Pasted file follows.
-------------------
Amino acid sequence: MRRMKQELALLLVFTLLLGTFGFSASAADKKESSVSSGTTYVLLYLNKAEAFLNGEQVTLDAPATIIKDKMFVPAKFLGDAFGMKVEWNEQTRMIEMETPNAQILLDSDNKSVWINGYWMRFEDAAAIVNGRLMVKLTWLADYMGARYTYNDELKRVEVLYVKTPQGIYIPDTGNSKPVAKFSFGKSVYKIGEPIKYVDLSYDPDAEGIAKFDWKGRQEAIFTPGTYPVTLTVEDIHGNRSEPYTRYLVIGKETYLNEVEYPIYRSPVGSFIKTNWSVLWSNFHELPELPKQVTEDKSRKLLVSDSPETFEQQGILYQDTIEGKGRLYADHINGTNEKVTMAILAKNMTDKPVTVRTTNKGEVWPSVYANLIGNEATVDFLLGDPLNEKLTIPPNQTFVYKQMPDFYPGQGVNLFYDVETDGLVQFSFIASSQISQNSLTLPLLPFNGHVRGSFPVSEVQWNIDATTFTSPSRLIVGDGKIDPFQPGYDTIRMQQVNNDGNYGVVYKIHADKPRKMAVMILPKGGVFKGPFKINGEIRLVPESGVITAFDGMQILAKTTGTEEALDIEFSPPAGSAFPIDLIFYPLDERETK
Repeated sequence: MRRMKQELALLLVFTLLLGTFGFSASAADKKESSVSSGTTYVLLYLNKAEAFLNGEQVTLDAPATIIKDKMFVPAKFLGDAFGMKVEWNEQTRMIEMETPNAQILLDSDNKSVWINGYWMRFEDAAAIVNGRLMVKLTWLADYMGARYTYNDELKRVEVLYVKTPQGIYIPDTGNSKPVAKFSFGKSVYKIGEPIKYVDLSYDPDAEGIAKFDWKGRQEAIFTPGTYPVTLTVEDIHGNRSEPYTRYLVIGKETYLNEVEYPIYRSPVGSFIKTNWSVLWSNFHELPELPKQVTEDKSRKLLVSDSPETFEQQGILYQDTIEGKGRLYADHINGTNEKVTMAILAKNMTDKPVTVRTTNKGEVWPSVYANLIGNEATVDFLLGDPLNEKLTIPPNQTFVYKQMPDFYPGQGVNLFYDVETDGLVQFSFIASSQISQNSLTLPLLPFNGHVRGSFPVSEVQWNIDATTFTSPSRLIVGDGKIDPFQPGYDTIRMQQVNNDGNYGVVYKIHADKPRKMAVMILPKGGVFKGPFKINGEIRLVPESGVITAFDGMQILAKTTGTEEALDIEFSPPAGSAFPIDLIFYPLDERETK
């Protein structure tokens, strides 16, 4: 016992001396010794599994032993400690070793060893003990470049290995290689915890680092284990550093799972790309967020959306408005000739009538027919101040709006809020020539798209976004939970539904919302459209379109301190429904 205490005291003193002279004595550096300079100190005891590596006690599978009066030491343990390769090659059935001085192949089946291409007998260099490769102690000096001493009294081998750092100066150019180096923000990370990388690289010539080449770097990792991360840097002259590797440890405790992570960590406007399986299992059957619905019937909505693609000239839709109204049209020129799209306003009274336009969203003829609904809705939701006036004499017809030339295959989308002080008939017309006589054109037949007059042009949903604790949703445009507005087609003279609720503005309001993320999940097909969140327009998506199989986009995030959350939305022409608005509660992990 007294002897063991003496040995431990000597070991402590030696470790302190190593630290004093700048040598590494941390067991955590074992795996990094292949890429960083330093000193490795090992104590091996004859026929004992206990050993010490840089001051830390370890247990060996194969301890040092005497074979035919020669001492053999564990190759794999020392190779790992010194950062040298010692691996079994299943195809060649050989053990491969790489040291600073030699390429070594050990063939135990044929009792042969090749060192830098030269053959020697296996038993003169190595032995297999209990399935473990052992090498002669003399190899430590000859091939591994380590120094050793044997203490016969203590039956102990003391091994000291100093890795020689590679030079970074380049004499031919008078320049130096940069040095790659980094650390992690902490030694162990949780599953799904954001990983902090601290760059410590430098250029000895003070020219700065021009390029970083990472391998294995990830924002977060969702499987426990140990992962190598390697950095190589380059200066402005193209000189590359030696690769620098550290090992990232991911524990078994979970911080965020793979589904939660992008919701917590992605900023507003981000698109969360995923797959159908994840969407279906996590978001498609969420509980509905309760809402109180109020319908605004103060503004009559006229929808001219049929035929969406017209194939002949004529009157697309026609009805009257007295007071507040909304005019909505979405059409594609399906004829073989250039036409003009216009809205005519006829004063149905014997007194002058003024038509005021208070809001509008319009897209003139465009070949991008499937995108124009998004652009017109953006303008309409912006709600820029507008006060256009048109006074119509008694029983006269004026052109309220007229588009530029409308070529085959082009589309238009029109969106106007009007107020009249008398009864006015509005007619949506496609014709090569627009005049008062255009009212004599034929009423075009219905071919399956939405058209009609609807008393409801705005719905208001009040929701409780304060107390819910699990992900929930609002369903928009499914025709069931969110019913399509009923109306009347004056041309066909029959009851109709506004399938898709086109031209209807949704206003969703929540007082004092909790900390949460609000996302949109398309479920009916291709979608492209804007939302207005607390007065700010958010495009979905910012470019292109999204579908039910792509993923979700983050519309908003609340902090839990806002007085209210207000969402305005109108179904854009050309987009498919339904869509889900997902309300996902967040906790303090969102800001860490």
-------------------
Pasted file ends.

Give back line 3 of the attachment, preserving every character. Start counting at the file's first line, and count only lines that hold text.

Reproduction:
């Protein structure tokens, strides 16, 4: 016992001396010794599994032993400690070793060893003990470049290995290689915890680092284990550093799972790309967020959306408005000739009538027919101040709006809020020539798209976004939970539904919302459209379109301190429904 205490005291003193002279004595550096300079100190005891590596006690599978009066030491343990390769090659059935001085192949089946291409007998260099490769102690000096001493009294081998750092100066150019180096923000990370990388690289010539080449770097990792991360840097002259590797440890405790992570960590406007399986299992059957619905019937909505693609000239839709109204049209020129799209306003009274336009969203003829609904809705939701006036004499017809030339295959989308002080008939017309006589054109037949007059042009949903604790949703445009507005087609003279609720503005309001993320999940097909969140327009998506199989986009995030959350939305022409608005509660992990 007294002897063991003496040995431990000597070991402590030696470790302190190593630290004093700048040598590494941390067991955590074992795996990094292949890429960083330093000193490795090992104590091996004859026929004992206990050993010490840089001051830390370890247990060996194969301890040092005497074979035919020669001492053999564990190759794999020392190779790992010194950062040298010692691996079994299943195809060649050989053990491969790489040291600073030699390429070594050990063939135990044929009792042969090749060192830098030269053959020697296996038993003169190595032995297999209990399935473990052992090498002669003399190899430590000859091939591994380590120094050793044997203490016969203590039956102990003391091994000291100093890795020689590679030079970074380049004499031919008078320049130096940069040095790659980094650390992690902490030694162990949780599953799904954001990983902090601290760059410590430098250029000895003070020219700065021009390029970083990472391998294995990830924002977060969702499987426990140990992962190598390697950095190589380059200066402005193209000189590359030696690769620098550290090992990232991911524990078994979970911080965020793979589904939660992008919701917590992605900023507003981000698109969360995923797959159908994840969407279906996590978001498609969420509980509905309760809402109180109020319908605004103060503004009559006229929808001219049929035929969406017209194939002949004529009157697309026609009805009257007295007071507040909304005019909505979405059409594609399906004829073989250039036409003009216009809205005519006829004063149905014997007194002058003024038509005021208070809001509008319009897209003139465009070949991008499937995108124009998004652009017109953006303008309409912006709600820029507008006060256009048109006074119509008694029983006269004026052109309220007229588009530029409308070529085959082009589309238009029109969106106007009007107020009249008398009864006015509005007619949506496609014709090569627009005049008062255009009212004599034929009423075009219905071919399956939405058209009609609807008393409801705005719905208001009040929701409780304060107390819910699990992900929930609002369903928009499914025709069931969110019913399509009923109306009347004056041309066909029959009851109709506004399938898709086109031209209807949704206003969703929540007082004092909790900390949460609000996302949109398309479920009916291709979608492209804007939302207005607390007065700010958010495009979905910012470019292109999204579908039910792509993923979700983050519309908003609340902090839990806002007085209210207000969402305005109108179904854009050309987009498919339904869509889900997902309300996902967040906790303090969102800001860490």